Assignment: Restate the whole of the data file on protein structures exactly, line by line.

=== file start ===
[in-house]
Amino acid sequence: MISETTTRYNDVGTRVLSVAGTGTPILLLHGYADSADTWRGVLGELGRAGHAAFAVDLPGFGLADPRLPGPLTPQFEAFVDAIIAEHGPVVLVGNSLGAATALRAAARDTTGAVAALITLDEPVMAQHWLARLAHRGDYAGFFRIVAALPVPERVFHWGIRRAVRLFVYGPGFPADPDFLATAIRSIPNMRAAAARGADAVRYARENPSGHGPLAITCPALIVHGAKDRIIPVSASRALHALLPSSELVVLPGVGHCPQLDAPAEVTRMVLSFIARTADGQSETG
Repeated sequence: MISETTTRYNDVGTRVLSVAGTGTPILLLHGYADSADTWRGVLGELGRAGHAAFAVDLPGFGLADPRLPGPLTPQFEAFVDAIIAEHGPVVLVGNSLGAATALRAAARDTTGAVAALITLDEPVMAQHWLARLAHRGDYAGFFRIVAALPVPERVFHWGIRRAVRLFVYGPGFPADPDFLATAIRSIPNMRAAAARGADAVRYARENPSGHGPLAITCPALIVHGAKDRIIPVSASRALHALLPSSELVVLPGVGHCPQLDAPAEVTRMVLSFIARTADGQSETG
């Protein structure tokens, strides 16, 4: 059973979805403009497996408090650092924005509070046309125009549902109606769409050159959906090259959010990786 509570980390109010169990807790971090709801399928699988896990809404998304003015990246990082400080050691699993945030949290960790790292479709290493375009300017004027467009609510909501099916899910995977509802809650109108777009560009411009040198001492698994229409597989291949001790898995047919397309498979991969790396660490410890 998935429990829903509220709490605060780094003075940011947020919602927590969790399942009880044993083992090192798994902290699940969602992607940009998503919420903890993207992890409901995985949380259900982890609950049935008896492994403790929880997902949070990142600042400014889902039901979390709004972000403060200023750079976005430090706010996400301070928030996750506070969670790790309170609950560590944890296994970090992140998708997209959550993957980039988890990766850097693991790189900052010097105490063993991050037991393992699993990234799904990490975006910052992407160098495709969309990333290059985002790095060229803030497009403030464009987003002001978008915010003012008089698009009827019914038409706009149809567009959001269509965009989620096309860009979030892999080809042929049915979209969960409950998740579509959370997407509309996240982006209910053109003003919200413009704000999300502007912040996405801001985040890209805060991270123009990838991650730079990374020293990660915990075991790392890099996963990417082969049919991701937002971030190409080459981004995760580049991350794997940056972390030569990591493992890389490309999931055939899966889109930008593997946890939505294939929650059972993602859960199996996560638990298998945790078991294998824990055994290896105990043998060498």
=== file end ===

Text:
[in-house]
Amino acid sequence: MISETTTRYNDVGTRVLSVAGTGTPILLLHGYADSADTWRGVLGELGRAGHAAFAVDLPGFGLADPRLPGPLTPQFEAFVDAIIAEHGPVVLVGNSLGAATALRAAARDTTGAVAALITLDEPVMAQHWLARLAHRGDYAGFFRIVAALPVPERVFHWGIRRAVRLFVYGPGFPADPDFLATAIRSIPNMRAAAARGADAVRYARENPSGHGPLAITCPALIVHGAKDRIIPVSASRALHALLPSSELVVLPGVGHCPQLDAPAEVTRMVLSFIARTADGQSETG
Repeated sequence: MISETTTRYNDVGTRVLSVAGTGTPILLLHGYADSADTWRGVLGELGRAGHAAFAVDLPGFGLADPRLPGPLTPQFEAFVDAIIAEHGPVVLVGNSLGAATALRAAARDTTGAVAALITLDEPVMAQHWLARLAHRGDYAGFFRIVAALPVPERVFHWGIRRAVRLFVYGPGFPADPDFLATAIRSIPNMRAAAARGADAVRYARENPSGHGPLAITCPALIVHGAKDRIIPVSASRALHALLPSSELVVLPGVGHCPQLDAPAEVTRMVLSFIARTADGQSETG
């Protein structure tokens, strides 16, 4: 059973979805403009497996408090650092924005509070046309125009549902109606769409050159959906090259959010990786 509570980390109010169990807790971090709801399928699988896990809404998304003015990246990082400080050691699993945030949290960790790292479709290493375009300017004027467009609510909501099916899910995977509802809650109108777009560009411009040198001492698994229409597989291949001790898995047919397309498979991969790396660490410890 998935429990829903509220709490605060780094003075940011947020919602927590969790399942009880044993083992090192798994902290699940969602992607940009998503919420903890993207992890409901995985949380259900982890609950049935008896492994403790929880997902949070990142600042400014889902039901979390709004972000403060200023750079976005430090706010996400301070928030996750506070969670790790309170609950560590944890296994970090992140998708997209959550993957980039988890990766850097693991790189900052010097105490063993991050037991393992699993990234799904990490975006910052992407160098495709969309990333290059985002790095060229803030497009403030464009987003002001978008915010003012008089698009009827019914038409706009149809567009959001269509965009989620096309860009979030892999080809042929049915979209969960409950998740579509959370997407509309996240982006209910053109003003919200413009704000999300502007912040996405801001985040890209805060991270123009990838991650730079990374020293990660915990075991790392890099996963990417082969049919991701937002971030190409080459981004995760580049991350794997940056972390030569990591493992890389490309999931055939899966889109930008593997946890939505294939929650059972993602859960199996996560638990298998945790078991294998824990055994290896105990043998060498």